Tuesday, 15 July 2008
Further Observations from the US of "god-damn it's hot" A.
What follows are some mostly random observations made over the course of the past week:
An entertaining table at my local (chain) bookshop piled high with “Dummies” books. Titles include:
Overcoming Anxiety for Dummies
U.S. History for Dummies
Menopause for Dummies
IBS for Dummies
Bipolar Disorder for Dummies (I’m not joking)
Foreclosure Self-Defense for Dummies
Depression for Dummies
Stress Management for Dummies
I think you can tell a lot about the state of a nation from its Dummies books…
It’s 40 degrees Centigrade (about 110 Fahrenheit) and the fast-food restaurants a) have patios OUTSIDE and b) have MISTERS on the patios OUTSIDE. There is something quintessentially American about having misters outside on the patio of a fast-food joint to cool off the people who aren’t sitting there, but who might, you know, feel like it. How no one seems to notice that all the water is evaporating before it reaches the tables is beyond me.
Petrol costs an average of $4.10 per gallon. Milk is going for about $3.50 per gallon. No one seems to mind that milk is so expensive, but they don’t seem to be able to have a conversation about anything other than how expensive it is to “fill up.” Discussing the outrageous cost of petrol has become the new national pastime. At least it isn’t whinging…
Despite the fact that petrol now costs a small fortune, four-wheel drive, gas guzzling vehicles still seem to be as popular as ever.
You can’t actually buy food in the supermarket any more. You can buy Cheez-its, Apple Jacks, frozen TV dinners, Coca-cola, Starbucks coffee, Twizzlers, Ramen Noodles, and oh yes, expensive milk. Fresh produce is by far the smallest section in most grocery stores. And the self-styled “European” grocery stores (don’t ask) sell produce bundled up, which is incredibly annoying. If you only want one courgette, it’s impossible to purchase – you have to buy a pre-wrapped package of at least ten of them.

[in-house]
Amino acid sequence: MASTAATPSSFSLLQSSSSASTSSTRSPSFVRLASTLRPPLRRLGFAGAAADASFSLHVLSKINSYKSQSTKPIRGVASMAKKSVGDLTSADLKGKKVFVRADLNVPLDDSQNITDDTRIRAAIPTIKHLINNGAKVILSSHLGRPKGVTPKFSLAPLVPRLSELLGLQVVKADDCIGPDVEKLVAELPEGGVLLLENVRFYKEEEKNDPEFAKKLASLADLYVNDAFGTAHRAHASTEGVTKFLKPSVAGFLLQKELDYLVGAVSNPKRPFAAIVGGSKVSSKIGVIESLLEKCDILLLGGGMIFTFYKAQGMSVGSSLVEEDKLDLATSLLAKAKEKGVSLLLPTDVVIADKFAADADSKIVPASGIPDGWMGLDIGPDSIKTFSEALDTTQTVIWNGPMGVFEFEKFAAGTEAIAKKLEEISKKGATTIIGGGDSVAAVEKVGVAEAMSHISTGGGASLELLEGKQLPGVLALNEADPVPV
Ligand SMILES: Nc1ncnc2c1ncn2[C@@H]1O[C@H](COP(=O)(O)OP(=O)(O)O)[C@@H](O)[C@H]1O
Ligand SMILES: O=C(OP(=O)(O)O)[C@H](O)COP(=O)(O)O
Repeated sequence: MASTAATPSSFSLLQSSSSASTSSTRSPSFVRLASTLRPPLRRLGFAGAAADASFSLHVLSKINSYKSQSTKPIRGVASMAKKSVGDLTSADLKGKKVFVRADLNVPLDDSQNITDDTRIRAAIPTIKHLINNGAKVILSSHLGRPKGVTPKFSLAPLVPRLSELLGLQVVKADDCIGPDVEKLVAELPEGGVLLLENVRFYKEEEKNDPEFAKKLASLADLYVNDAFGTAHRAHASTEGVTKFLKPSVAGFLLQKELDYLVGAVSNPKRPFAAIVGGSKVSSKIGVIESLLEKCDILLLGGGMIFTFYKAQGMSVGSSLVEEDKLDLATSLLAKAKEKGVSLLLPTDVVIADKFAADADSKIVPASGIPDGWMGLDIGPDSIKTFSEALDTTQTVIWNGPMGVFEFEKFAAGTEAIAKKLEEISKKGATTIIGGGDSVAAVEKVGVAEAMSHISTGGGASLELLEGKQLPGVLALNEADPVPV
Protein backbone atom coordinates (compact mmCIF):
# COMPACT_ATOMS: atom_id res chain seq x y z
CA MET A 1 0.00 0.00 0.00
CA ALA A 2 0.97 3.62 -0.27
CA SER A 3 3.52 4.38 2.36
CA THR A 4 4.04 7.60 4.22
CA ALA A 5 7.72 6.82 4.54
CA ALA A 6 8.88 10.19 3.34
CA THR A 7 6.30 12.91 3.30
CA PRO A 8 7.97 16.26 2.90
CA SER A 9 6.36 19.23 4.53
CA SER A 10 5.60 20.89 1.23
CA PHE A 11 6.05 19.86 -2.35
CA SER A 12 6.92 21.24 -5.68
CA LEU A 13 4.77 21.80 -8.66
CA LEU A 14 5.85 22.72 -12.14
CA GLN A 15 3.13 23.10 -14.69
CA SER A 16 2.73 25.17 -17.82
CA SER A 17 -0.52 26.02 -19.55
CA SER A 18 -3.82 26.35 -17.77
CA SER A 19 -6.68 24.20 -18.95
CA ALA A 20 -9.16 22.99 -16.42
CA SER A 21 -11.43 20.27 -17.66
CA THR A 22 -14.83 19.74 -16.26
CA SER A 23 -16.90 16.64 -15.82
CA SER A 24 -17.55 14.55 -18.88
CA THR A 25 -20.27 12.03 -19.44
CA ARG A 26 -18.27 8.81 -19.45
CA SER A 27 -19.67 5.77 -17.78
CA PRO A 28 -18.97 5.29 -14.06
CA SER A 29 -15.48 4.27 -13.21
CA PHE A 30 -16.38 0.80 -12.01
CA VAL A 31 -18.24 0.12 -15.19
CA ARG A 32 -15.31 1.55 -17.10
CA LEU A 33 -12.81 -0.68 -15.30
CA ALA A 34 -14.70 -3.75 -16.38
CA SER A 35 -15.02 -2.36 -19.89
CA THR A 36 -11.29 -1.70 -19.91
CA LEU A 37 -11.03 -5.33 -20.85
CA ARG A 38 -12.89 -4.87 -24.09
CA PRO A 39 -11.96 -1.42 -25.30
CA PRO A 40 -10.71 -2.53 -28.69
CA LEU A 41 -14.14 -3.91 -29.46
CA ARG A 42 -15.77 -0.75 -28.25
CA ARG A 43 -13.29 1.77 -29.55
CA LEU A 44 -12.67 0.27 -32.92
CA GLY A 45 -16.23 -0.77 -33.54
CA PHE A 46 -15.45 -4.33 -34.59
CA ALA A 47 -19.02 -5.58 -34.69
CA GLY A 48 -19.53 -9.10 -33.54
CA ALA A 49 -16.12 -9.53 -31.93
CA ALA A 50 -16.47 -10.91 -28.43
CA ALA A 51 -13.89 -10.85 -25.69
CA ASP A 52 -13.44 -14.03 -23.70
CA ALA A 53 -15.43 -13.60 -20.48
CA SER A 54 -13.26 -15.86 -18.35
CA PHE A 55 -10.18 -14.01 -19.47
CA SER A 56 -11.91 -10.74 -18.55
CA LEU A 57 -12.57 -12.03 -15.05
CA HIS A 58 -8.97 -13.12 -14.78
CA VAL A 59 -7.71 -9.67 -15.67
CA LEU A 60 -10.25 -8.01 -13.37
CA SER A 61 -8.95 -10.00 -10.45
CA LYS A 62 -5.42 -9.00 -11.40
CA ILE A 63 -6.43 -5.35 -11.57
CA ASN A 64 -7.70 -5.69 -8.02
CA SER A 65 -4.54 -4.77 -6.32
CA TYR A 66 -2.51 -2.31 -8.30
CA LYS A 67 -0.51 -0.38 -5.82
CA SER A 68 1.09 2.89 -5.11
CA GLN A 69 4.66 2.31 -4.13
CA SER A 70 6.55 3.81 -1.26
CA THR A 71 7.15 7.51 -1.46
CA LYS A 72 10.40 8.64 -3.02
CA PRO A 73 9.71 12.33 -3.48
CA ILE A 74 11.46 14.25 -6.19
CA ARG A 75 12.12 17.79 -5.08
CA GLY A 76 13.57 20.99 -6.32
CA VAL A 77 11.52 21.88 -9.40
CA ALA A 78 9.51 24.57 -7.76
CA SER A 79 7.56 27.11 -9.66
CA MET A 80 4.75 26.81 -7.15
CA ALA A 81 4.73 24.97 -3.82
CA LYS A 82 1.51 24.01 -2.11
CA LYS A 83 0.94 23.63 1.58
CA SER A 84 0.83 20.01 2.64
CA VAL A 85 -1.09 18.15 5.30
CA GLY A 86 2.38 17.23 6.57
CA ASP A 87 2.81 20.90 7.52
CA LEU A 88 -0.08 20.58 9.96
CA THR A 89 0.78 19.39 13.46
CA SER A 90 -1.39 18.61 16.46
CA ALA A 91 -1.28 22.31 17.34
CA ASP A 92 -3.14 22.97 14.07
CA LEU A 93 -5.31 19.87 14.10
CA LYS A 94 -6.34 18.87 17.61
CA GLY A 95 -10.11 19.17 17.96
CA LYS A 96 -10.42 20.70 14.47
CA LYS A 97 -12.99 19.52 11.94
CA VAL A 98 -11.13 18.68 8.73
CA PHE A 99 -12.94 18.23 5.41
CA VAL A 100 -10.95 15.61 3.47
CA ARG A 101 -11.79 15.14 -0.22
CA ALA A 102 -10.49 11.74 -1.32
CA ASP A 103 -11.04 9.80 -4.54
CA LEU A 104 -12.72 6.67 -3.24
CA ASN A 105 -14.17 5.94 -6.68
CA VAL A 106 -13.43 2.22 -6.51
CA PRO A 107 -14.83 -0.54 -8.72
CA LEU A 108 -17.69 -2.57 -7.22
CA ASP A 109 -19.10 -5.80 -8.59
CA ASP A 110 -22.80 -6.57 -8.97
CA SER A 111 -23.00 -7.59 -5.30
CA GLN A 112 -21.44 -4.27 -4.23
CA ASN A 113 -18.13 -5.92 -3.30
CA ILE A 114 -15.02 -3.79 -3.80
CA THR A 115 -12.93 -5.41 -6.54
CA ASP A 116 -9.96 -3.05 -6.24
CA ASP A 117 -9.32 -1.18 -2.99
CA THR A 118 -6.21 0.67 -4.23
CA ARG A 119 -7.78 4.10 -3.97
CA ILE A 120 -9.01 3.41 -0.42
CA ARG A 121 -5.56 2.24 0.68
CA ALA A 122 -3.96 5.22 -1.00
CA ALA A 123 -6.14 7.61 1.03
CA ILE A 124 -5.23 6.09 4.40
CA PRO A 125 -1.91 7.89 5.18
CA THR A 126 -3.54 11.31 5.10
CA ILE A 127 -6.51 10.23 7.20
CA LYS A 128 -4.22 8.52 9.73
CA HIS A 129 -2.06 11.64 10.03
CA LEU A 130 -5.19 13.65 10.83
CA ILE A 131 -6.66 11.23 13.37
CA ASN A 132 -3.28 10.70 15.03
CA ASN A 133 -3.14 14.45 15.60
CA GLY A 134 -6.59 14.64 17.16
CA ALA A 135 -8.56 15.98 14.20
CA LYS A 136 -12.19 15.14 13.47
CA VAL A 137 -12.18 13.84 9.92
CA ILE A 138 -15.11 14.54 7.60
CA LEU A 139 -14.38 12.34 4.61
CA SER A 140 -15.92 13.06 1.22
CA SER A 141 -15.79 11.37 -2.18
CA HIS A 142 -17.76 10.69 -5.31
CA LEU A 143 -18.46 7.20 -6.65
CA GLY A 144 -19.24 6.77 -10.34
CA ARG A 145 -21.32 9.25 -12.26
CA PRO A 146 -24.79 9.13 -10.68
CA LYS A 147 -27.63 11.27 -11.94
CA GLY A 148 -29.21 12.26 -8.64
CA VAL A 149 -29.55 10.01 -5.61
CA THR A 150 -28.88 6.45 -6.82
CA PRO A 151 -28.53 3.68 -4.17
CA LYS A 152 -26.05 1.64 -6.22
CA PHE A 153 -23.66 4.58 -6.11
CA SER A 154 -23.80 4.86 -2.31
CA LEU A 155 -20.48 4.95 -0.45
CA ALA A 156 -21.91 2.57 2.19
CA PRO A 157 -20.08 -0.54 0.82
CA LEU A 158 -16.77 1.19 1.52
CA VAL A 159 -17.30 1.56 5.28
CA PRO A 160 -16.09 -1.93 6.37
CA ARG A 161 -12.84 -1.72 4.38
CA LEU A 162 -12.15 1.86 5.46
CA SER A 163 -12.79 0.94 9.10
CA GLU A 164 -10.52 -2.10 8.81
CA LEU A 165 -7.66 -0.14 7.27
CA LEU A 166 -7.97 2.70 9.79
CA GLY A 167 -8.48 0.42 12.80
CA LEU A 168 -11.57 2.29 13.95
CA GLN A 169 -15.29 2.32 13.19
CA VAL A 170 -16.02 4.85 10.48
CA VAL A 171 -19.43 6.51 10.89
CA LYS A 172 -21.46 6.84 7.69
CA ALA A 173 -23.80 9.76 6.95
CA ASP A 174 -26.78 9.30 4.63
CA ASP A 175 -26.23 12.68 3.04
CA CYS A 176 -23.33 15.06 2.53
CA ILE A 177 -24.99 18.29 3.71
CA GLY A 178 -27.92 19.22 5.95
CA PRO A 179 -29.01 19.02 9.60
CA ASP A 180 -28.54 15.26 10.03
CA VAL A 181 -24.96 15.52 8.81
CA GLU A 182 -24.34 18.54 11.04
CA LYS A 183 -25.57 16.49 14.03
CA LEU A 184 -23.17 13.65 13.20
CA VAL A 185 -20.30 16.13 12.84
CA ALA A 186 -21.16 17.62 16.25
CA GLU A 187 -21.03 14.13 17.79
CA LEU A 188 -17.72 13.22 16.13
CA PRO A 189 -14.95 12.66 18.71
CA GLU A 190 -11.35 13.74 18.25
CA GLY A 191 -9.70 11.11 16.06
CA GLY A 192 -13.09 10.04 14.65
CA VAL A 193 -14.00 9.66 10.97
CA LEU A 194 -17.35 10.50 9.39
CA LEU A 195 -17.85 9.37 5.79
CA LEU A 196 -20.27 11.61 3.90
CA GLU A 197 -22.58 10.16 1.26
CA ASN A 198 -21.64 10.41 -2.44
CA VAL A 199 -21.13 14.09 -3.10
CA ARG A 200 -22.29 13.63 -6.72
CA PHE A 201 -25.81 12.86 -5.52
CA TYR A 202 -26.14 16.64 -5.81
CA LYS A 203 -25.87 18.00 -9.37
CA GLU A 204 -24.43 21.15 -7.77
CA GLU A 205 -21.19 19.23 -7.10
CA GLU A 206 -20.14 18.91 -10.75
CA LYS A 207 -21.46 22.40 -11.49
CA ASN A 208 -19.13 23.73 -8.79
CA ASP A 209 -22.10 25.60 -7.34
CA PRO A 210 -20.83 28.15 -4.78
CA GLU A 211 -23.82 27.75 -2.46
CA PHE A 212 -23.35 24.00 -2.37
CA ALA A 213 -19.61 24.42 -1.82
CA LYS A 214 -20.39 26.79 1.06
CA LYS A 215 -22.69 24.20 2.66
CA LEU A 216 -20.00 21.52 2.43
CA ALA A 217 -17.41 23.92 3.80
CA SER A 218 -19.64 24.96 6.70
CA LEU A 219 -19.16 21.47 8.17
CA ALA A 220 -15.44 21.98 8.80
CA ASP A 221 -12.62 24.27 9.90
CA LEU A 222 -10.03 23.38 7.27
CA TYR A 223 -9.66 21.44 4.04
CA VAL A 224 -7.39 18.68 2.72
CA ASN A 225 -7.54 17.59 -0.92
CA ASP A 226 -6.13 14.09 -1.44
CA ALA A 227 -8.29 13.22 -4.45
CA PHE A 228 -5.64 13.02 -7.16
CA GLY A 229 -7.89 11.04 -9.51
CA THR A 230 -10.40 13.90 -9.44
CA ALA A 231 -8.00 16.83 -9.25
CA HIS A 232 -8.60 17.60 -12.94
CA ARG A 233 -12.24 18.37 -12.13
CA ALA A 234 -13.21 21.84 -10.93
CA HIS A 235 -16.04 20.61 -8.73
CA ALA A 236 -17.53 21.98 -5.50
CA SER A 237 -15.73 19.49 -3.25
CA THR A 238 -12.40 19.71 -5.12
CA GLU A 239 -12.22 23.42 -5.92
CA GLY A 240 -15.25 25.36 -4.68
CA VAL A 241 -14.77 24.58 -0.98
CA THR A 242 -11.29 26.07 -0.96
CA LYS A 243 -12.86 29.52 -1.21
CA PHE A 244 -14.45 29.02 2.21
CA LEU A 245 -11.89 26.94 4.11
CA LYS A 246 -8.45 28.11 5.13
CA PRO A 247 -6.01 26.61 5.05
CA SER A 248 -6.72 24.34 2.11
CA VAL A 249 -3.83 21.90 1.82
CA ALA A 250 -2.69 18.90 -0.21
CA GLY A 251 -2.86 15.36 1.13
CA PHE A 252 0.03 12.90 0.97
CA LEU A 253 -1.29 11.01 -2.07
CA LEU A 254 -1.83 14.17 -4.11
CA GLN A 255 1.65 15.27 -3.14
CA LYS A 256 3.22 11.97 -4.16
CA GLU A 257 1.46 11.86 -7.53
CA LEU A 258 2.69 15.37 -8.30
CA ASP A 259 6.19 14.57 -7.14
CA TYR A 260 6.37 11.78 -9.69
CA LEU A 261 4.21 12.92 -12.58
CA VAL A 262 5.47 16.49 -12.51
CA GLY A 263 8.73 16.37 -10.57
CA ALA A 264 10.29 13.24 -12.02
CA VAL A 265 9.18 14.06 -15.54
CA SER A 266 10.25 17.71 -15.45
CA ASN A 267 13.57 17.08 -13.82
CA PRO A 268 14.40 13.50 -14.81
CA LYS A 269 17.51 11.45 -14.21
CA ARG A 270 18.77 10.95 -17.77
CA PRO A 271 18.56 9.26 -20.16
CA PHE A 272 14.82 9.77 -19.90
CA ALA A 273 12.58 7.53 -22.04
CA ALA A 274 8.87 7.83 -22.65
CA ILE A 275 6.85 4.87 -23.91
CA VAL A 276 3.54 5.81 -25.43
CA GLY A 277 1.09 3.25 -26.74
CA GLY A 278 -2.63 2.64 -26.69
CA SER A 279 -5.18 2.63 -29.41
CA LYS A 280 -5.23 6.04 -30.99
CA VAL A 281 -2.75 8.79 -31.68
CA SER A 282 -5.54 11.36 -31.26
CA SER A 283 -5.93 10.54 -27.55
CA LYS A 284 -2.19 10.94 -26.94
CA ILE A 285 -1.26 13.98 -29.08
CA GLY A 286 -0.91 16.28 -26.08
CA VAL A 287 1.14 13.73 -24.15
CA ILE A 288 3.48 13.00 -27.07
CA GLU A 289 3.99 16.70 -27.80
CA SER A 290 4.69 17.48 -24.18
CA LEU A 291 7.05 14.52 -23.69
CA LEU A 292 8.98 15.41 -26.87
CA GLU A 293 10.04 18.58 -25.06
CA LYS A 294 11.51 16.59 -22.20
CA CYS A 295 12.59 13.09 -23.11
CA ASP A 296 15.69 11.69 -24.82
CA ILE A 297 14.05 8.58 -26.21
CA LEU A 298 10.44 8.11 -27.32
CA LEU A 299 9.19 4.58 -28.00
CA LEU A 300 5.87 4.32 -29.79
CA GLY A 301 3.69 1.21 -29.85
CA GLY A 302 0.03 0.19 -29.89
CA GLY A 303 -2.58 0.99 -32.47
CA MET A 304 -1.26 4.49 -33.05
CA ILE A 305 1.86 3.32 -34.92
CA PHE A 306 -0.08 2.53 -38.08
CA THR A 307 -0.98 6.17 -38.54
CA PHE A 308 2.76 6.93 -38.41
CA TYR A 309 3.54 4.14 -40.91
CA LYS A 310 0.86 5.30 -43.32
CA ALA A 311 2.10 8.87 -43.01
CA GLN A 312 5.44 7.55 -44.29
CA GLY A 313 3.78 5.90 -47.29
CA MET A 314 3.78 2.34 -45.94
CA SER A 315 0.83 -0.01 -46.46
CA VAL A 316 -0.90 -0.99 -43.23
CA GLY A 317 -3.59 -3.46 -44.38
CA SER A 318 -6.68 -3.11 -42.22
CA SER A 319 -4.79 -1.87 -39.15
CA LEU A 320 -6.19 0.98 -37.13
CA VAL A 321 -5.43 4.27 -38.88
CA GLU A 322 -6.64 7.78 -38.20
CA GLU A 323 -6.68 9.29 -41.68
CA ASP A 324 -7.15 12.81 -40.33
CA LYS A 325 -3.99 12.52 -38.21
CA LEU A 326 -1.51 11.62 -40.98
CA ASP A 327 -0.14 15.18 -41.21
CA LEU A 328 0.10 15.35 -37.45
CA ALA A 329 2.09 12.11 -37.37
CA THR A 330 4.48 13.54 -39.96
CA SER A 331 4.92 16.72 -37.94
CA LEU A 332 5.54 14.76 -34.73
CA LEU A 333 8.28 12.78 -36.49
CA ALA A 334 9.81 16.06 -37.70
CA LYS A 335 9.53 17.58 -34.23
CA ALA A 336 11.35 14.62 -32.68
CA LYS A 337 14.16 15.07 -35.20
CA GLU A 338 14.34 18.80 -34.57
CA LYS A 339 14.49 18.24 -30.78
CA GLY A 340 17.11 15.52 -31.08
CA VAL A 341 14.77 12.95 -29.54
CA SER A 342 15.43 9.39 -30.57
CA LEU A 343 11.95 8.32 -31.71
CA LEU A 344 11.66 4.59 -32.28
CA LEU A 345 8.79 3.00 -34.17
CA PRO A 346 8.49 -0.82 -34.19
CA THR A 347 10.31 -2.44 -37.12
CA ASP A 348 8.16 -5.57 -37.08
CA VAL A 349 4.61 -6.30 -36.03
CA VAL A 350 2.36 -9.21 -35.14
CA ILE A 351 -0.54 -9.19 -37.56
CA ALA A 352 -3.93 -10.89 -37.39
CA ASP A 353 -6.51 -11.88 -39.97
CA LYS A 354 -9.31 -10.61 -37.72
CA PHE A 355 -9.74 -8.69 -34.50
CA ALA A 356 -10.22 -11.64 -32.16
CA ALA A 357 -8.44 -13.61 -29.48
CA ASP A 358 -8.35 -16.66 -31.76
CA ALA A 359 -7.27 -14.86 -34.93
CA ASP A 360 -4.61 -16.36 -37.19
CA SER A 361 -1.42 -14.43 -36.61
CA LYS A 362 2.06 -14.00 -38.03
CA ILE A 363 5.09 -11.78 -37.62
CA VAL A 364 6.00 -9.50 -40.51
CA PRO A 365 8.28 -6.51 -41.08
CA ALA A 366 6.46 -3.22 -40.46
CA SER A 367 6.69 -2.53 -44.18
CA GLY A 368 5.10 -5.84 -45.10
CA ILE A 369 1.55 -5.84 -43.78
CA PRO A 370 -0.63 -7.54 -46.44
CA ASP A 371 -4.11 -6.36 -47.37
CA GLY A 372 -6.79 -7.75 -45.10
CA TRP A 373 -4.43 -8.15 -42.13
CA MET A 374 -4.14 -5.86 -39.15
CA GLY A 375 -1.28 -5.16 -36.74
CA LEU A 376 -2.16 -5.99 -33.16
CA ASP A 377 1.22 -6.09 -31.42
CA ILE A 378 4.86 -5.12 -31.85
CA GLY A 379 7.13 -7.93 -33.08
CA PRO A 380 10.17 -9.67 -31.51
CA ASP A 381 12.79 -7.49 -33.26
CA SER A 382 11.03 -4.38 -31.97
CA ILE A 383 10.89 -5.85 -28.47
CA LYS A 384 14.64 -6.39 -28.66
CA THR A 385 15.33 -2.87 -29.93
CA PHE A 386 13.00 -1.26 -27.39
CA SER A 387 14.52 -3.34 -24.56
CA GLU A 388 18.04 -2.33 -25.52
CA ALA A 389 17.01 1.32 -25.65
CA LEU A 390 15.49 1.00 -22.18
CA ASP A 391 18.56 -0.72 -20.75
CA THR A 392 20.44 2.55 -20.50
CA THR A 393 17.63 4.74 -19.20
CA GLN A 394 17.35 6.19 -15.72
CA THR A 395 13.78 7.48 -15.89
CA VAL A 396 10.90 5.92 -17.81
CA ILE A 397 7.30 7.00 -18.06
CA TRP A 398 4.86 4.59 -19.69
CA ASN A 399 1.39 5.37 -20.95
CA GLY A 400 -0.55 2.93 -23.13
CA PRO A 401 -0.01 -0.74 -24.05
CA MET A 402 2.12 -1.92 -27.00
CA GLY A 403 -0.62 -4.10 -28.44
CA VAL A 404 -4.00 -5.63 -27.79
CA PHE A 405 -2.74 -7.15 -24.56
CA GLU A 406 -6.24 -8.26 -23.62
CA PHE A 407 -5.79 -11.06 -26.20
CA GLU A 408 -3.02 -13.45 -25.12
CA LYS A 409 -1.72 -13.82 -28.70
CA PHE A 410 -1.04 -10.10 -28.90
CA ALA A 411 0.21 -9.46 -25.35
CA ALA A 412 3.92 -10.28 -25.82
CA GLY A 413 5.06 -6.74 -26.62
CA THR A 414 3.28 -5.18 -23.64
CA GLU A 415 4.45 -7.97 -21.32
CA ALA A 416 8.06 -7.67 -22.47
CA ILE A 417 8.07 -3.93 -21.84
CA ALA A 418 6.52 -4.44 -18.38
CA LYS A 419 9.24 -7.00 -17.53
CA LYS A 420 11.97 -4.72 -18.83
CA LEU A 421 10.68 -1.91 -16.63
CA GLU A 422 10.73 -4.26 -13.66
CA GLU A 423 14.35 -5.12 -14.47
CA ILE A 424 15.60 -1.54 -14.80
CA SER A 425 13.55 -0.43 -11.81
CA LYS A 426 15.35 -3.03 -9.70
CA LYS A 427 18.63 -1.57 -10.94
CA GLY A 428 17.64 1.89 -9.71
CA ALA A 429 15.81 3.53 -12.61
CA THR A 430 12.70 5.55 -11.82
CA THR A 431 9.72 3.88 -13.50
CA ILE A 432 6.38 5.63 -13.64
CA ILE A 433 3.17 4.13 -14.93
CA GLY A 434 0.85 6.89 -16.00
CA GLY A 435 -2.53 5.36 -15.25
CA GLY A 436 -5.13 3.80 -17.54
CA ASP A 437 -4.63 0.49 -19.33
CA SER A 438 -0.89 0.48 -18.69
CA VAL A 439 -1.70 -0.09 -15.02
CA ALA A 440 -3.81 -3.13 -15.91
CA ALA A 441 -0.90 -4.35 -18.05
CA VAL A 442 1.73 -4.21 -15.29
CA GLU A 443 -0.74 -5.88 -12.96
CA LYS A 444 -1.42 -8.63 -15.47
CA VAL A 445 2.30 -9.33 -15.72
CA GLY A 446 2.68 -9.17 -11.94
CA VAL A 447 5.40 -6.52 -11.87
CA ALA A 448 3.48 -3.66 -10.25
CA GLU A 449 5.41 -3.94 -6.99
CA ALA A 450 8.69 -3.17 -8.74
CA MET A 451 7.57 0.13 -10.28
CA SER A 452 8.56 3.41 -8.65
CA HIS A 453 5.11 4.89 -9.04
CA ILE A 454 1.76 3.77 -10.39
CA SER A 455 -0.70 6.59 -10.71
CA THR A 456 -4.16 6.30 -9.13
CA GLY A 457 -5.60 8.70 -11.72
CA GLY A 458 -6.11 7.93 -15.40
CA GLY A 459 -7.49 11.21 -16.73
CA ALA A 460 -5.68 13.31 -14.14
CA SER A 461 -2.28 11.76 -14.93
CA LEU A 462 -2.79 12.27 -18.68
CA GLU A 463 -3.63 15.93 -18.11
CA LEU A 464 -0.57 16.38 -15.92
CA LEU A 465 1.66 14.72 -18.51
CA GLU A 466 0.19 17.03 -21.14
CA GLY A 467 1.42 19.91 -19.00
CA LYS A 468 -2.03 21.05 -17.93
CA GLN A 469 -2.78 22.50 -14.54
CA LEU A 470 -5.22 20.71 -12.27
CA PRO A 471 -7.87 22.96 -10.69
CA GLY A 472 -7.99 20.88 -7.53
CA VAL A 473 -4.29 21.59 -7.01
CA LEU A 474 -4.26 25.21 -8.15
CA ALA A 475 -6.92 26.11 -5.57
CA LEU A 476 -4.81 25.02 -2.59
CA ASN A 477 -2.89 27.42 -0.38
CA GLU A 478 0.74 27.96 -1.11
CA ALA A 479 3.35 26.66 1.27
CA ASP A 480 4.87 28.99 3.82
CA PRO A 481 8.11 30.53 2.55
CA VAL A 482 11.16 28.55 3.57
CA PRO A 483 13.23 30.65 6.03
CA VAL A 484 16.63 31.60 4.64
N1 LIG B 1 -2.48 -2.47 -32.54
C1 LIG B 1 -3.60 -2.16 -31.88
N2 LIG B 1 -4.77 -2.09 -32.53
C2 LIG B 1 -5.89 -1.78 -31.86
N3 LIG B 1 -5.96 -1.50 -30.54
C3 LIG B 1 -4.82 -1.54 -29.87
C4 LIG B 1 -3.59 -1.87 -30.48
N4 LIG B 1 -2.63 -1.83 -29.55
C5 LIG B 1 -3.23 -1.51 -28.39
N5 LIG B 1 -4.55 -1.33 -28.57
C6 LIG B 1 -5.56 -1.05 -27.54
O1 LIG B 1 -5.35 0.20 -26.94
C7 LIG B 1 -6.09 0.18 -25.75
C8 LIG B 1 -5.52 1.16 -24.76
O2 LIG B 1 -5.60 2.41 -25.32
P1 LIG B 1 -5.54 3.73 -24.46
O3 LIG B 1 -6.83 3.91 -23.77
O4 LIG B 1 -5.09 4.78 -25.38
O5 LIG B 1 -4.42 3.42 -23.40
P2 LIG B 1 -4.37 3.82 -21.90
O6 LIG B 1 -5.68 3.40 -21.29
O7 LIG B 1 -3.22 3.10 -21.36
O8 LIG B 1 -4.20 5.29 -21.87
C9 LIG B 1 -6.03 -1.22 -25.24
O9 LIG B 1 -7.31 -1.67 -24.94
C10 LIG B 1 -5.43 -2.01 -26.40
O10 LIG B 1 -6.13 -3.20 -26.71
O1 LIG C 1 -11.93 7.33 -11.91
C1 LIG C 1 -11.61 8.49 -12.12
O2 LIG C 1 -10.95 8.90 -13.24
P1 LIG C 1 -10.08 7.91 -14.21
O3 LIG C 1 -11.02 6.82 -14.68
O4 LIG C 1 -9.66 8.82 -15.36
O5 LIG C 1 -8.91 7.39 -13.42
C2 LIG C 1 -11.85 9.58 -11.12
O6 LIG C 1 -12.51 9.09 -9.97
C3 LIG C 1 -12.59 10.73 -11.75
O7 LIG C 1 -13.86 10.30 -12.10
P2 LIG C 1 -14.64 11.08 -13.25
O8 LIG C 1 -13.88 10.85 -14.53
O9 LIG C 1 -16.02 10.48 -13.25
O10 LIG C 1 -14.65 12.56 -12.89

In the interest of balance, let me mention the good things, because despite the above, saving graces abound:
- Phoenix sunsets are pretty unbelievable
- As are the monsoon storms
- National Public Radio – BBC Radio 4 ain’t got nothing on my beloved NPR
- Eliana's Authentic Salvadorian Cuisine, an El Salvadorian restaurant which provokes an aesthetically unappealing bout of Pavlovian slobbering
- Air conditioning
- Bookman’s Bookshop
On a completely different note, I read Tom Stoppard’s Rosencrantz and Guildenstern Are Dead last night. Absolutely cracking stuff: Beckett marries Shakespeare and then convinces Descartes to join in for a threesome. I’ve never seen a production of it, so if anyone comes across a staging, let me know. I was crushed to discover (thanks Max) that this is standard school reading, which means most likely everyone else has already read it, but hey, it feels like a new discovery to me, and thus it shall remain. Exciting stuff.
Tuesday, 8 July 2008
Disclaimer: The following was written under a state of extreme annoyance using some rather large-scale generalisations. I like to generalise. It’s my blog. I’ll write what I want. Nice one me.